After struggling with splitting one physical monitor into two or more virtual monitors myself, I feel I can summarize the answer into two "tools" that can both be be used to create the configuration that works best for a particular workflow.
There are two-main methods - software-based virtual monitors and hardware-based picture-by-picture (BPB). PBP is only available via the monitor so I recommend folks purchase monitors with BPB functionality and appropriate # of ports, so they have this option.
- Virtual monitors. Recommended use: Gaming, video editing, software development, etc. but light office work. With this solution, a monitor can be split into any combination of virtual monitors.
However, this solution does not work well with desktop sharing via business communication software/videotelephony (e.g. Zoom, MS Teams, Webex, Google Meet, etc.) To enable desktop sharing with virtual monitors a user must mirror their virtual monitor to a window. The window is then shared via the communications software, rather than a real desktop. This mirroring is done in software so users should have a really good cpu/gpu or otherwise they’ll have performance issues. The mirroring is done via a polling interval. This is usually configurable. This polling interval can cause image lags if it can’t be adjusted. Shorter interval affects CPU/GPU. If a user also wants to record desktops with software such as OBS (Open Broadcaster Software) they will also require this method which is not ideal.
Examples of virtual monitor software are: DisplayFusion, Matrox PowerDesk, MaxTo (formerly WinSplit Revolution), UltraMon, Microsoft PowerTools FancyZones (free) and Actual Multiple Monitors.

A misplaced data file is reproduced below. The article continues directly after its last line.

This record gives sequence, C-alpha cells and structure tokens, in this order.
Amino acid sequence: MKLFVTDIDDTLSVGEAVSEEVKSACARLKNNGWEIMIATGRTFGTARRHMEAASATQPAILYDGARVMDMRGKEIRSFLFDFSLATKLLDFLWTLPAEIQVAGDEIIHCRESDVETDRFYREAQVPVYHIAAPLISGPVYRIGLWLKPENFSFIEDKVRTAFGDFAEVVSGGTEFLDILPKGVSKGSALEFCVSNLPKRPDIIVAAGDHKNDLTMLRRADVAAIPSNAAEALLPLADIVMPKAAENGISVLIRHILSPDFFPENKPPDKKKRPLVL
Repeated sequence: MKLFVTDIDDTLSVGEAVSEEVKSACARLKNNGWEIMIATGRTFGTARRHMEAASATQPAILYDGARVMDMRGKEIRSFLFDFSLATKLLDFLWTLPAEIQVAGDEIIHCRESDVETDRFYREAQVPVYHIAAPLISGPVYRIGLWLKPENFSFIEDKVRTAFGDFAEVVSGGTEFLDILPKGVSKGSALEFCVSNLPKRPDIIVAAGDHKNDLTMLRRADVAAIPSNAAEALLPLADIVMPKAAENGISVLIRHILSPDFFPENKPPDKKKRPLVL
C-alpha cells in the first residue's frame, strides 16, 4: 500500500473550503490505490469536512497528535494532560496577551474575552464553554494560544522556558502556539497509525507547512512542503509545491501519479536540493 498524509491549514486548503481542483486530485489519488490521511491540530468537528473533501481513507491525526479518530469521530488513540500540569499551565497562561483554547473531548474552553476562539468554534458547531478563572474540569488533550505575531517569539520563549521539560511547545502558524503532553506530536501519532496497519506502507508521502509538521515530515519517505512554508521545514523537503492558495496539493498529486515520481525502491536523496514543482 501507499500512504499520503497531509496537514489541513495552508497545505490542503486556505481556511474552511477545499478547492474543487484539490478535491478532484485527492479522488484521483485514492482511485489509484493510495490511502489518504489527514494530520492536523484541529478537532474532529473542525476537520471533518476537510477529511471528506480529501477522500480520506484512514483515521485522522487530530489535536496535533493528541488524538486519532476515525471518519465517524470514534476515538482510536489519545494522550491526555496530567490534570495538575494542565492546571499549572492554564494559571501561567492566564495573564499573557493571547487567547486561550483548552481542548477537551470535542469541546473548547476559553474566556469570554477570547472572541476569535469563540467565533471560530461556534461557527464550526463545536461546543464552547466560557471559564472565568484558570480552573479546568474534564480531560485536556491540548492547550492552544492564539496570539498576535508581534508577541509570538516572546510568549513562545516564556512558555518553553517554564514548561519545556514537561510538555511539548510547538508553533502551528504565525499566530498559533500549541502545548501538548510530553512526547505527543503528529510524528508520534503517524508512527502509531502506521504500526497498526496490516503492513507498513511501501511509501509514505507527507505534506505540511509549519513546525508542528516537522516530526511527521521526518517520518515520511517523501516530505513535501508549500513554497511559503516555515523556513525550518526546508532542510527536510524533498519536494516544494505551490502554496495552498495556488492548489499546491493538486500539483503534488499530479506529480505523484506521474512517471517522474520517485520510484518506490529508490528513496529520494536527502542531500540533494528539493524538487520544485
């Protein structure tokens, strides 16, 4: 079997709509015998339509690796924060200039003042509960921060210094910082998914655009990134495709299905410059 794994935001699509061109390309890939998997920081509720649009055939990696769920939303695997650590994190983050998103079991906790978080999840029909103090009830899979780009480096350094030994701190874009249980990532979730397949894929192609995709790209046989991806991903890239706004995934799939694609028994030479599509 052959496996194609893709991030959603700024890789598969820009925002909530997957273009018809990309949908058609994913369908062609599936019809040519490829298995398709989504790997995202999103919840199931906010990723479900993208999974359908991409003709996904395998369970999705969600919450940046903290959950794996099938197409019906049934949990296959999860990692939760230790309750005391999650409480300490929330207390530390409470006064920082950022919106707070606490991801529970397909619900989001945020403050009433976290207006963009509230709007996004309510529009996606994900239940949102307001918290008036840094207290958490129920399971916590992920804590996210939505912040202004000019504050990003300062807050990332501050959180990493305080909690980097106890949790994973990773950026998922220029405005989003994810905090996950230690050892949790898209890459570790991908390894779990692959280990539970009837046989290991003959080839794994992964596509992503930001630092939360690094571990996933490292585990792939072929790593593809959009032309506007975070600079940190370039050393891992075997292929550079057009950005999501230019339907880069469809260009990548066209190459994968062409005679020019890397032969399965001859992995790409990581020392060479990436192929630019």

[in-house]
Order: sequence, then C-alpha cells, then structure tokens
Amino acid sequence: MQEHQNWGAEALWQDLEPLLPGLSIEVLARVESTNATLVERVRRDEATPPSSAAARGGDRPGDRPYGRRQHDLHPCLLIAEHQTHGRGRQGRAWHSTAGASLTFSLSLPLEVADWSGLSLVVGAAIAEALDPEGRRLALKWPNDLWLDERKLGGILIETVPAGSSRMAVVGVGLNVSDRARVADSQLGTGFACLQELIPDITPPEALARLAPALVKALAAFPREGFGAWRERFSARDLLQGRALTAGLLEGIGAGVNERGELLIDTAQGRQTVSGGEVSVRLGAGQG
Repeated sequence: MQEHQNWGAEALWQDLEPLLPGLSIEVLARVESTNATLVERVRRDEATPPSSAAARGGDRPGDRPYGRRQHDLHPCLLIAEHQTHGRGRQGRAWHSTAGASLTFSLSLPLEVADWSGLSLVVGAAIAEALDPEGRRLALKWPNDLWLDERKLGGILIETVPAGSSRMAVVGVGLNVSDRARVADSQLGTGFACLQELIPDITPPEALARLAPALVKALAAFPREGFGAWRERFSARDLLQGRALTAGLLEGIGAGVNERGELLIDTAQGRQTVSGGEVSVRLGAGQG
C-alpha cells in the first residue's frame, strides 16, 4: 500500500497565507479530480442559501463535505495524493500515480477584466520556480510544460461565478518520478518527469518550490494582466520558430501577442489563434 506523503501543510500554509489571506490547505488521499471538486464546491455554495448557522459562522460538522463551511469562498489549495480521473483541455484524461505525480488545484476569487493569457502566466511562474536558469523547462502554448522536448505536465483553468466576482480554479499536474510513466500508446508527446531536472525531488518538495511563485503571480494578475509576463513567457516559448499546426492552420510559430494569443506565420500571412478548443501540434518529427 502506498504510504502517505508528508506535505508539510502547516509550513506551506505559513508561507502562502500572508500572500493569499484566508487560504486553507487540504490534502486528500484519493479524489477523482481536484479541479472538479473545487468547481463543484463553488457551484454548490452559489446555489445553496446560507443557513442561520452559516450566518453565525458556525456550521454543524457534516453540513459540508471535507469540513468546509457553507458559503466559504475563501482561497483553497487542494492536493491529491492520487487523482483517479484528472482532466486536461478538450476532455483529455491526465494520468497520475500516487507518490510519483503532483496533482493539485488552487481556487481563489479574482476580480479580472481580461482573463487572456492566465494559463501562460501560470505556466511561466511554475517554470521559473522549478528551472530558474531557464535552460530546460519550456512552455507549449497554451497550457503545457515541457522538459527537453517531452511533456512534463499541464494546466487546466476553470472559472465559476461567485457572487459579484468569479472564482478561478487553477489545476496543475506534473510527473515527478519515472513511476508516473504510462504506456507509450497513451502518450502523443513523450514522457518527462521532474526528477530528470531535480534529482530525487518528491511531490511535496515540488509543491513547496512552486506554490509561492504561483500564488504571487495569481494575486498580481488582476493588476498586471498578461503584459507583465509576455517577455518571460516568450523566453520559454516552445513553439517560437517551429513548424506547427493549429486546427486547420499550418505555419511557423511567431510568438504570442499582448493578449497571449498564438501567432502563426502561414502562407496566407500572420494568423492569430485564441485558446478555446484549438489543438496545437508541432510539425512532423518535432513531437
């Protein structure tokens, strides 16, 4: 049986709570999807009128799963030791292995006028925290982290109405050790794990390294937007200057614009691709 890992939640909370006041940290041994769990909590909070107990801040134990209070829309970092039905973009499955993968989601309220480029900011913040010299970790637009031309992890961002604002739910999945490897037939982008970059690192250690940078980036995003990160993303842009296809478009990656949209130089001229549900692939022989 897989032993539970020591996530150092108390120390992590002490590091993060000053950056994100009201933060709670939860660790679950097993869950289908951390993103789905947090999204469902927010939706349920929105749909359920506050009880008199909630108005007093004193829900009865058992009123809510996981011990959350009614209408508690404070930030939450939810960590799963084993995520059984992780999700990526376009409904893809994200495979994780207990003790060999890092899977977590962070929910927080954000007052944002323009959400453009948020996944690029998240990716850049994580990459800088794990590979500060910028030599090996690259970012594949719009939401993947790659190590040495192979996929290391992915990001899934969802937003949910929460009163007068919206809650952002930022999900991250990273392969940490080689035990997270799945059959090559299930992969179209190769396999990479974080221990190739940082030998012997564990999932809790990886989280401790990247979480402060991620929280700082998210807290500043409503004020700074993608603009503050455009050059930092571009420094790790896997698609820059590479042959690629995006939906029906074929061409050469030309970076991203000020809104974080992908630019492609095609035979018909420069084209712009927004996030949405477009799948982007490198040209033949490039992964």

- Picture-by-Picture (PBP). Recommended use: Heavy office work - multiple meetings, screen sharing, recording of meeting sessions, etc. It allows a user to display two video sources; in effect, two displays in one physical display.
PBP is a feature of the monitor - so the user needs a monitor that supports it. PBP splits the monitor equally into two and requires a physical cable from the PC to the monitor for each “display” - so it requires two cables (This also means the monitor must support two cables).
This is especially ideal for office work with ultrawide monitors. An ultrawide monitor split into two virtual monitors can save space on the desk versus two physical monitors. For example, two 16:9 displays can be replaced by a single 43:18 display split into two displays of 25:21 (roughly an office aspect ratio of 5:4 or 4:3) which saves about 1 foot of physical desktop space (width).
Other advantages: 1. enables users to take ergonomic advantage of curved displays. 2. Saves power. 3. For an IT department, would reduce the number of assets to manage.
Note: PBP implementations may suffer from "Input Auto Switch" features which creates a mirroring situation. Workarounds include disabling this feature and/or manually switching the primary input source.
There are also video splitters/wall contollers which allow a display to be mirrored to another monitor(s) - I didn't find this useful in my use-case. There are also dummy plugs which fool the graphics card into thinking there is another monitor. But the display doesn’t know about it, so the only way to view that source, without manually switching (which you could do if you plugged into a second port in the monitor), is by using something like OBS to view that image source in a window. This might be useful if a user has static windows that they leave up, like security cameras. Dummy plugs are typically used by hosts with no displays to enable RDP or other remote program to remote connect to it without needing a physical monitor.
A good reference site which discusses the two tools: https://www.orei.com/blogs/news/can-you-split-an-ultrawide-monitor-into-two-screens